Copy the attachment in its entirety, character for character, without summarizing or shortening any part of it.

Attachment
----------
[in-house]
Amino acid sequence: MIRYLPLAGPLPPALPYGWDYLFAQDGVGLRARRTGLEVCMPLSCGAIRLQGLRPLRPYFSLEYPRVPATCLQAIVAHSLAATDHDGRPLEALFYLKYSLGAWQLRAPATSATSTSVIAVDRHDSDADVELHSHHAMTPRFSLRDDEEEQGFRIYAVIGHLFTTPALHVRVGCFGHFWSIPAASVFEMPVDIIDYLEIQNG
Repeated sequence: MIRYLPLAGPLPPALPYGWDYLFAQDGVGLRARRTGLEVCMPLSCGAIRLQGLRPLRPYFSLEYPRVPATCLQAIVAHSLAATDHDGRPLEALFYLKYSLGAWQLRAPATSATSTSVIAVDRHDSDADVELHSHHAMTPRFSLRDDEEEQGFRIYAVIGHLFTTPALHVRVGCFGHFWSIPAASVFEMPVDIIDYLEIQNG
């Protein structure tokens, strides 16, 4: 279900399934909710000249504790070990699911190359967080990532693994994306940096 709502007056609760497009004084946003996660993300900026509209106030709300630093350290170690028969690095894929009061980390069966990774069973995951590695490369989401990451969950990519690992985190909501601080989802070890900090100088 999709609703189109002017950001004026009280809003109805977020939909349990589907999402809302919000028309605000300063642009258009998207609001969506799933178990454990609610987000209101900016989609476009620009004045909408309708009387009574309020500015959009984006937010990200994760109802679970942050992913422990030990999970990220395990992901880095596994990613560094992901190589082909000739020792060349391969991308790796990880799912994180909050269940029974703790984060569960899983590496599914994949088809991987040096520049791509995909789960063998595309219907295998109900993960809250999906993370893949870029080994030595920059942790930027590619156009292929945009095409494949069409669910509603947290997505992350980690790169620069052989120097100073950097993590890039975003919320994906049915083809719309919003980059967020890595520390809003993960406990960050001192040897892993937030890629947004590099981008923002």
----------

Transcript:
[in-house]
Amino acid sequence: MIRYLPLAGPLPPALPYGWDYLFAQDGVGLRARRTGLEVCMPLSCGAIRLQGLRPLRPYFSLEYPRVPATCLQAIVAHSLAATDHDGRPLEALFYLKYSLGAWQLRAPATSATSTSVIAVDRHDSDADVELHSHHAMTPRFSLRDDEEEQGFRIYAVIGHLFTTPALHVRVGCFGHFWSIPAASVFEMPVDIIDYLEIQNG
Repeated sequence: MIRYLPLAGPLPPALPYGWDYLFAQDGVGLRARRTGLEVCMPLSCGAIRLQGLRPLRPYFSLEYPRVPATCLQAIVAHSLAATDHDGRPLEALFYLKYSLGAWQLRAPATSATSTSVIAVDRHDSDADVELHSHHAMTPRFSLRDDEEEQGFRIYAVIGHLFTTPALHVRVGCFGHFWSIPAASVFEMPVDIIDYLEIQNG
């Protein structure tokens, strides 16, 4: 279900399934909710000249504790070990699911190359967080990532693994994306940096 709502007056609760497009004084946003996660993300900026509209106030709300630093350290170690028969690095894929009061980390069966990774069973995951590695490369989401990451969950990519690992985190909501601080989802070890900090100088 999709609703189109002017950001004026009280809003109805977020939909349990589907999402809302919000028309605000300063642009258009998207609001969506799933178990454990609610987000209101900016989609476009620009004045909408309708009387009574309020500015959009984006937010990200994760109802679970942050992913422990030990999970990220395990992901880095596994990613560094992901190589082909000739020792060349391969991308790796990880799912994180909050269940029974703790984060569960899983590496599914994949088809991987040096520049791509995909789960063998595309219907295998109900993960809250999906993370893949870029080994030595920059942790930027590619156009292929945009095409494949069409669910509603947290997505992350980690790169620069052989120097100073950097993590890039975003919320994906049915083809719309919003980059967020890595520390809003993960406990960050001192040897892993937030890629947004590099981008923002």